British Literature

I have been given a tentative teaching schedule for next year. While this schedule has not been confirmed, I wanted to start thinking about what major works I want to teach in case the schedule becomes a reality.

  • 9th Grammar, Composition, and Literature
  • 10th American Literature and Composition
  • 10th Writing Seminar
  • 11th British Literature and Composition
  • 12th Drama and Composition/Short Story and Composition

I have taught all of these classes before with the exception of British Literature, and that is a class I have been itching to teach for years. A love for British Literature influenced me to become an English teacher in the first place. You may not know it, but I wrote a teachers’ guide for Beowulf for Penguin-Putnam. I am an Arthurian legend freak. I am a fiend for the Romantic poets.

These are some of the works I’m considering:

  • Beowulf: This is a given. What I haven’t decided is whether to go with the textbook’s excerpt or a copy of the Seamus Heaney translation.
  • The Canterbury Tales: My sophomore-level Brit. Lit. course professor required to read this in Middle English, but I have no plans to do this with my own students. I think a study of the original language of Beowulf and The Canterbury Tales might be interesting from the perspective of language development, and I may do some lessons on that subject. I think it would be fun to ask that students read selected blog posts from Geoffrey Chaucer’s blog.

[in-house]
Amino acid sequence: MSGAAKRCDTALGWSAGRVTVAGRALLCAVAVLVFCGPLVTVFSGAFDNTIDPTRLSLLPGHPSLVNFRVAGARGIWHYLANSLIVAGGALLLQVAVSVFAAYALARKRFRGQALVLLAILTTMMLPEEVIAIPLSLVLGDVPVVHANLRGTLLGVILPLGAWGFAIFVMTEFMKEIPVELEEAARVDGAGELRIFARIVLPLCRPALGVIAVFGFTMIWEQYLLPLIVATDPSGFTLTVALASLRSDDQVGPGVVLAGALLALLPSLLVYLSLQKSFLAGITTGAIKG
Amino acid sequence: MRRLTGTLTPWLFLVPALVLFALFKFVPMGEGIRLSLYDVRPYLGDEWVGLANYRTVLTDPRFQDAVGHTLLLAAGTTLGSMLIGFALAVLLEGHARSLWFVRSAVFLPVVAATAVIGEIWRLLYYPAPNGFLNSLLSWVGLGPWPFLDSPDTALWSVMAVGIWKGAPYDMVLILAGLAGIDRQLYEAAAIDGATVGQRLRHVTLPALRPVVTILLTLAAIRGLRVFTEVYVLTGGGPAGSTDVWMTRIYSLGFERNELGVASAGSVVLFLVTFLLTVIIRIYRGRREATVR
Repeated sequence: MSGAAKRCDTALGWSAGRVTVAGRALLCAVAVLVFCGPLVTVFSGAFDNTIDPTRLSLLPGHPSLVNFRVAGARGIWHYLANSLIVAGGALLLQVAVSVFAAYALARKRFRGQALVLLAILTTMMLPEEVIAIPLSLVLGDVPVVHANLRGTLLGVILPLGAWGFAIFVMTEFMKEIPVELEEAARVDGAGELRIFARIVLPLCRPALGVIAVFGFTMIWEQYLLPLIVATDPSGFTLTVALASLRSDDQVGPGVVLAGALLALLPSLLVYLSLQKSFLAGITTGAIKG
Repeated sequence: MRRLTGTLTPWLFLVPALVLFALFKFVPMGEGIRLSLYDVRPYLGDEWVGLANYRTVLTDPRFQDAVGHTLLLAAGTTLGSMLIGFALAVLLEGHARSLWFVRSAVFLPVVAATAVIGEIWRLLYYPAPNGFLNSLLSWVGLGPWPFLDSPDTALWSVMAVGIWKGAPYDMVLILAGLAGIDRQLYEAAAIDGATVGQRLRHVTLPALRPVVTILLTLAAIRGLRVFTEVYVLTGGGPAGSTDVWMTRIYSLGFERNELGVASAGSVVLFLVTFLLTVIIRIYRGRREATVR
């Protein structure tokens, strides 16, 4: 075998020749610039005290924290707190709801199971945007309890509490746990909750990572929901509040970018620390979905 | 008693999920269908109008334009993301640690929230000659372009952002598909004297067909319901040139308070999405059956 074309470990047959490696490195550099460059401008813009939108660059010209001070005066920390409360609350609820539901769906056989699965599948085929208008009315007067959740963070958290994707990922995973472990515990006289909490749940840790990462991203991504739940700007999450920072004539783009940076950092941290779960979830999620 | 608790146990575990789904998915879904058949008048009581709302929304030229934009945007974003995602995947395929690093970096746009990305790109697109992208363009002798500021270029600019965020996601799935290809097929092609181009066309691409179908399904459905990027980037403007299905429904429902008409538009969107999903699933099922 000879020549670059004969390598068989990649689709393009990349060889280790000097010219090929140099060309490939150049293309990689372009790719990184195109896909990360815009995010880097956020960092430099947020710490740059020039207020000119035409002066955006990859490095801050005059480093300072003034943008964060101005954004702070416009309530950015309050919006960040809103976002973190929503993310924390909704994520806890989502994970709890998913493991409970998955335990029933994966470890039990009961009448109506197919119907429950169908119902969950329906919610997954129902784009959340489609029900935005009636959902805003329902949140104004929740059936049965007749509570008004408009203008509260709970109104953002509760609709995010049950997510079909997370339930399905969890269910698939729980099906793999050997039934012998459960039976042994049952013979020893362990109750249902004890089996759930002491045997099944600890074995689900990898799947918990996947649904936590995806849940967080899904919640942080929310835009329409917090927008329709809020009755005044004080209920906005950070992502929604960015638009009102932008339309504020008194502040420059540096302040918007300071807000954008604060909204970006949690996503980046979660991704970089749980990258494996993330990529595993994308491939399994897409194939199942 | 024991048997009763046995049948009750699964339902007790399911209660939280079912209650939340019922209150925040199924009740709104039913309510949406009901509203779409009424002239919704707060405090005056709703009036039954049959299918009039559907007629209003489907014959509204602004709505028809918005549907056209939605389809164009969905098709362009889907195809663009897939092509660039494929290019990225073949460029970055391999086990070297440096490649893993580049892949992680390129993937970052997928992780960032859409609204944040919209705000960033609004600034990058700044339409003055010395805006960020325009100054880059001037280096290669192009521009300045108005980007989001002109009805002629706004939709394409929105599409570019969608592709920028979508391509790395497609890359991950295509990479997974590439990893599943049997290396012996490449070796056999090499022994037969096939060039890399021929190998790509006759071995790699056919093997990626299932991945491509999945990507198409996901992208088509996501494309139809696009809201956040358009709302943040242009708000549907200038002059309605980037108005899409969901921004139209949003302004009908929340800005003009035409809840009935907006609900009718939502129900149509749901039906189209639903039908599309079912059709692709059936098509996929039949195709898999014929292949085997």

• Hamlet and Macbeth: I should pick one or the other, but I’m not sure I can, as I think both are important. Something to think about.
  • Pride and Prejudice: The ninth grade Honors students read this for summer reading, but the class I’m teaching is College Prep, so there might not be a conflict; however, I am of the opinion that the novel is more appropriately placed in the 11th grade British literature curriculum.
  • Frankenstein: Students have heard so much about this book in our culture; they might enjoy actually reading it and comparing it to the popular vision of the Frankenstein monster.
  • Wuthering Heights: I read this one in British Lit. in high school, and I liked it.
  • Jane Eyre: This would be an either/or prospect. If students read Wuthering Heights, we wouldn’t do Jane Eyre.
  • The Importance of Being Earnest: I think I would opt for this over The Picture of Dorian Gray simply because it’s a play and I’d like a balance of drama and novel.
  • The Lord of the Flies: The other Brit. Lit. teacher has made this one a staple of the curriculum. I wouldn’t have to teach it, but I have to admit I would like to. It’s a great book. I think a lot of schools do it in 9th or 10th grade rather than in Brit. Lit.